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John Severin: 1921-2012

The Comics Beat is reporting that legendary comic book artist John Severin passed away on Sunday, Feb 12th in his home in Denver, Colorado, surrounded by family. John had one of the longest and well-respected careers in comics we will probably ever see. He was one of the early artists for E.C. Comics, and one of the first artists for MAD, doing work for the first several issues under Harvey Kurtzman from 1952-1954. The above image is his first appearance in MAD #1. He did so much comic work over the years it’s almost impossible to list it all. He eventually became the main artist for Cracked Magazine’s parodies, which he continued to do for 45 years until Cracked changed hands and eventually stopped publishing.

I never met John, but his sister Marie, who was also a very talented comic artist, inker and colorist, inked a mini-series I pencilled for Marvel called The Coneheads back in the 90’s. I never met her either, but we spoke on the phone a few times and she was a really nice lady. Also her inks made it look like I actually knew what I was doing.

John’s place in the pantheon of comic book history is secure. A sad loss for comics but he leaves behind a legacy of work that few other artists can or will ever equal. Rest in Peace, Mr. Severin.


3 Responses to “John Severin: 1921-2012”

  1. Brent Brown says:

    A terrific artist. My very favorite Cracked guy. RIP.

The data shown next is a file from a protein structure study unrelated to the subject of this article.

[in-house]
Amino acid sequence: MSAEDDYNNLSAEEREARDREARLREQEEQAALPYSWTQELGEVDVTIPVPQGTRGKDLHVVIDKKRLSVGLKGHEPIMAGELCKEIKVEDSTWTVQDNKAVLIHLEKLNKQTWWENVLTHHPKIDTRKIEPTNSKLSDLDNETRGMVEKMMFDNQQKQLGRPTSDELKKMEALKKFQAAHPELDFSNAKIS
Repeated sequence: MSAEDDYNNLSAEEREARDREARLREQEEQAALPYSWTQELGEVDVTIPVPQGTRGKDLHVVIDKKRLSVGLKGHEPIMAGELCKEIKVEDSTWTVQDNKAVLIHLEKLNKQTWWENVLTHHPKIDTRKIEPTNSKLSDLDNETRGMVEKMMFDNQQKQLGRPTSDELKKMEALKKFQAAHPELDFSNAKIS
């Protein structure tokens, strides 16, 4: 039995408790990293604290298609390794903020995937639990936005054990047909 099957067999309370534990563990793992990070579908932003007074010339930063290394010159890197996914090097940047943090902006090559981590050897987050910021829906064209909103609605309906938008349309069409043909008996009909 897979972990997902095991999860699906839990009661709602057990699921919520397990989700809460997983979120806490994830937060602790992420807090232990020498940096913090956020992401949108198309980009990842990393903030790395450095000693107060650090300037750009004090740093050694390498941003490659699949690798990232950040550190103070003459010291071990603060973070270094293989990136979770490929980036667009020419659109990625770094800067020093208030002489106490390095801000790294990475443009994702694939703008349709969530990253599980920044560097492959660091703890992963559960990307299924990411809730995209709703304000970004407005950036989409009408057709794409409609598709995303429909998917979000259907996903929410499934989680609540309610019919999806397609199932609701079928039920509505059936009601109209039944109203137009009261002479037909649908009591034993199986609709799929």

2. Mark Engblom says:

    Wow! I loved his Cracked parodies as a kid, actually preferring them to Drucker’s MAD parodies until I started learning more about cartooning/caricature as I grew older. His comic book stuff was solid, too, but he had pretty much moved on from monthly comics when I started reading them (early 70’s). He’ll be fondly remembered!

  3. JWB says:

    Of course I’ll always think of John’s version of Cracked’s mascot Sylvester P. Smythe, but I also enjoyed his work as an artist / inker at Marvel Comics over the years. He did terrific finishes over Herb Trimpe’s pencils on and The Incredible Hulk in the early 70’s, and with Dick Ayers on Sgt. Fury and many Western titles. But his best collaboration may be with sister Marie on Marvel’s adaptation of Robert Howard’s King Kull stories. Let’s hope those will get the deluxe reprinting treatment very soon! What a great career!


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